Orange Macarons

Hello friends, today we are making Orange Macarons filled with Orange Marmalade and Dark Chocolate Ganache. The rich and intense Dark Chocolate ganache cuts through the sweet and citrusy Orange Marmalade in a way that will make your tastebuds sing a tune.

Orange Macarons filled with chocolate ganache and orange marmalade

For such a long time I’ve been meaning to make Orange Macarons. Then last week I made the most delicious Orange Marmalade, and figured what would be a better way to use it than to fill Orange Macarons.

Of course, immediately dark chocolate came to my mind, because I simply adore the combo orange and chocolate!

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Orange Macarons

The intense orange color of the Orange Macaron shells was obtained by using Wilton Food Coloring. Nowadays I prefer using Americolor, I have a whole article about food coloring here.

Orange Macarons

When to add food coloring to the macaron batter?

This is a common question, and the best time to add the food coloring to the batter for me is when I first start to fold the dry ingredients in with the meringue.

People that make the Italian method usually fold the color in with the paste made at the beginning of the process, which will then later be folded together with the whipped meringue.

In the case of the Swiss Method, and the French Method (which I use for my Vegan Macarons), I add the color right along with the dry ingredients when I start incorporating them with the meringue.

Orange Chocolate Macarons

The reason why I add the food coloring right at the beginning of folding, is because I will have a chance to add more and adjust the color as necessary without over folding the batter.

If you add the color at the end of folding the batter, you might not be able to keep adding more food coloring and adjusting it without over mixing the batter.

And if you add the color to the meringue too early, before it’s fully whipped, you run the risk of breaking the meringue.

filling macarons with orange marmalade

Another important thing to remember is to always use gel based food coloring, and not water based. The water will react with the egg whites and it might break the meringue.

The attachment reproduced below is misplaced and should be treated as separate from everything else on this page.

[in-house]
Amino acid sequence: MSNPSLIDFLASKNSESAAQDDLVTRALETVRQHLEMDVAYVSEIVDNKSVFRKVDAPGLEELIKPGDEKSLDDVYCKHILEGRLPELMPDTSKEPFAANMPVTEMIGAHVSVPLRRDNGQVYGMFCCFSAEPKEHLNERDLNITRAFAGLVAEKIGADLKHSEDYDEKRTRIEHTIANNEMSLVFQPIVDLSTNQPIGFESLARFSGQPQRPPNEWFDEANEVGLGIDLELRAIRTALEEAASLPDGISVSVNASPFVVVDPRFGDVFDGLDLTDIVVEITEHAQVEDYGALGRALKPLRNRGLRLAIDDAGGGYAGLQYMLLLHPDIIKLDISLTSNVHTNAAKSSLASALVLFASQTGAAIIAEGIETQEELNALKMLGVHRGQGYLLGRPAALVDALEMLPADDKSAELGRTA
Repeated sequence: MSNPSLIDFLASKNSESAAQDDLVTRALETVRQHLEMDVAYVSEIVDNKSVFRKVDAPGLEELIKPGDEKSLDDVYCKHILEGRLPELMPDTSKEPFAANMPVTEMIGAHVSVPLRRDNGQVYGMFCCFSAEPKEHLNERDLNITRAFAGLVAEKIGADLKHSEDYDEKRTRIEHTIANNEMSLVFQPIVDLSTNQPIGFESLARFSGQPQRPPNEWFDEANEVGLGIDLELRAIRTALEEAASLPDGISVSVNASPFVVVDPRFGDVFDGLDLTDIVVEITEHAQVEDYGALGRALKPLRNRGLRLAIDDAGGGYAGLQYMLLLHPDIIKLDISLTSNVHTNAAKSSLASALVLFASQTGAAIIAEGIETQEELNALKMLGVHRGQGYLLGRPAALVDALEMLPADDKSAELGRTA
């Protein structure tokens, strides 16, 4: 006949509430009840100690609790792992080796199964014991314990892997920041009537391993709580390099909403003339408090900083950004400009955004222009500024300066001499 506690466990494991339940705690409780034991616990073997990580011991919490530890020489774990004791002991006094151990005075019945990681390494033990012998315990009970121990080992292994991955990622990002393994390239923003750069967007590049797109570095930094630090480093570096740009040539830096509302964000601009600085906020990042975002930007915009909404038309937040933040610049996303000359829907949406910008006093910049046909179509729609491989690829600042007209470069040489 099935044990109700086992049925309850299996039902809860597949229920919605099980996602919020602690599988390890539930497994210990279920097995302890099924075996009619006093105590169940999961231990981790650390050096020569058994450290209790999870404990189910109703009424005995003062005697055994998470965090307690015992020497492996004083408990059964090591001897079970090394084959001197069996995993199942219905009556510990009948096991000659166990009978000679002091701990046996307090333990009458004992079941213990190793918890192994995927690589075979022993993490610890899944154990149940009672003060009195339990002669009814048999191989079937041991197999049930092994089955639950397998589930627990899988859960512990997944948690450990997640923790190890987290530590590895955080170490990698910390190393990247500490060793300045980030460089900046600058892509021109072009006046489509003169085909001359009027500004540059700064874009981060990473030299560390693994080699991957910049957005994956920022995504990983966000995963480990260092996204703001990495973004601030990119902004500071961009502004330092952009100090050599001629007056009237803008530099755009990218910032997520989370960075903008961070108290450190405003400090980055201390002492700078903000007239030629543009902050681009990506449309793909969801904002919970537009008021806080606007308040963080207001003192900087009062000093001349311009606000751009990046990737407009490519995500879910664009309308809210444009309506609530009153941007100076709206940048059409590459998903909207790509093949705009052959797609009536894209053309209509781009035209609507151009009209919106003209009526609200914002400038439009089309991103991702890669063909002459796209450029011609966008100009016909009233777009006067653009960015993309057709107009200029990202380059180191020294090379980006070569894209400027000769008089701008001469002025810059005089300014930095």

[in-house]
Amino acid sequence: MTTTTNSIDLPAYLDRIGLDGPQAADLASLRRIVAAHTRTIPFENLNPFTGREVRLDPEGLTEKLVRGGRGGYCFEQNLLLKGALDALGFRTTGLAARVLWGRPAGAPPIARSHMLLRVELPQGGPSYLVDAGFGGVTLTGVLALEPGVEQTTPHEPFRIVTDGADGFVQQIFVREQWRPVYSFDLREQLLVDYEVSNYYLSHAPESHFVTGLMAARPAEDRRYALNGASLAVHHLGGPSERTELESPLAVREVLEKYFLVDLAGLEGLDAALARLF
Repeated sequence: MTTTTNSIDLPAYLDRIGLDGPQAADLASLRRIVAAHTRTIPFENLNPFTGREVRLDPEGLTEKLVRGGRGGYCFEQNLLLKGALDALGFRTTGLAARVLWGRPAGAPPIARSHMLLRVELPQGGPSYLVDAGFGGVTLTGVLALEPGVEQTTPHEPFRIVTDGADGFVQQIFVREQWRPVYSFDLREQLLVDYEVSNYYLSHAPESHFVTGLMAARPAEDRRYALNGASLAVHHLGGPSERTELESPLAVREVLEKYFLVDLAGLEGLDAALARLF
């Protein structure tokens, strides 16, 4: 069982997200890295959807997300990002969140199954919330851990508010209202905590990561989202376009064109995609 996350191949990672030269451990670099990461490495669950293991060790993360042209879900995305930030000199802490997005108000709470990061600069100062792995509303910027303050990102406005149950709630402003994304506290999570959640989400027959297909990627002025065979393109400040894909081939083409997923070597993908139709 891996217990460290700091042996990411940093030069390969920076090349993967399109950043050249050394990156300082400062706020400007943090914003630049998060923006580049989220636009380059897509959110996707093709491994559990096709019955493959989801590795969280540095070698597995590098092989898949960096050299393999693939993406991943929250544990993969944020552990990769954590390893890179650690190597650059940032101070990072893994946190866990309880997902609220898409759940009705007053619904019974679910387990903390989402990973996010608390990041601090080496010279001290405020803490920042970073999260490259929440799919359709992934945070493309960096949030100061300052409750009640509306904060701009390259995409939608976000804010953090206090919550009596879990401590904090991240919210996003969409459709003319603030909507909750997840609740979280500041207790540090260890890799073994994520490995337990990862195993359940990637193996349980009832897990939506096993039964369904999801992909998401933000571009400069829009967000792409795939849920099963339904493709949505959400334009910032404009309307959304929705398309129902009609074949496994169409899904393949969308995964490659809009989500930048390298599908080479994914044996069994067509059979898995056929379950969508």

Egg whites have proteins that are hydrophobic, that are protecting the pockets of air formed in the process of whipping the meringue.

Therefore, you don’t want to ever add any water, extracts, or anything that might add moisture to the batter, to avoid spoiling your whole macaron batch.

Orange Chocolate Macarons

If you like making macarons, or want to learn more about it, check out my Youtube videos, or my other blog posts.

I currently have over 60 macaron recipes on the blog, and my posts contain lots of tips and information that will be valuable to your macaron baking journey.

And if you liked these Orange Macarons, here are some other macaron flavors and ideas you might enjoy:

Orange Macarons in a box

Thank you so much for reading my blog! Have a great day!

Orange Macarons filled with chocolate ganache and orange marmalade

Orange Macarons

Camila Hurst
Orange Macarons filled with Orange Marmalade and Dark Chocolate Ganache. Chocolate and orange is such a heavenly combo!
5 from 6 votes
Prep Time 2 hours
Cook Time 40 minutes
Course Dessert
Cuisine French
Servings 22 macarons
Calories 115 kcal


Macaron Shells
  • 100  grams  egg whites  3.5 oz
  • 100  grams  granulated sugar 3.5 oz
  • 105  grams  almond flour 3.7 oz
  • 105  grams  powdered sugar   3.7 oz
  • Food coloring optional I used orange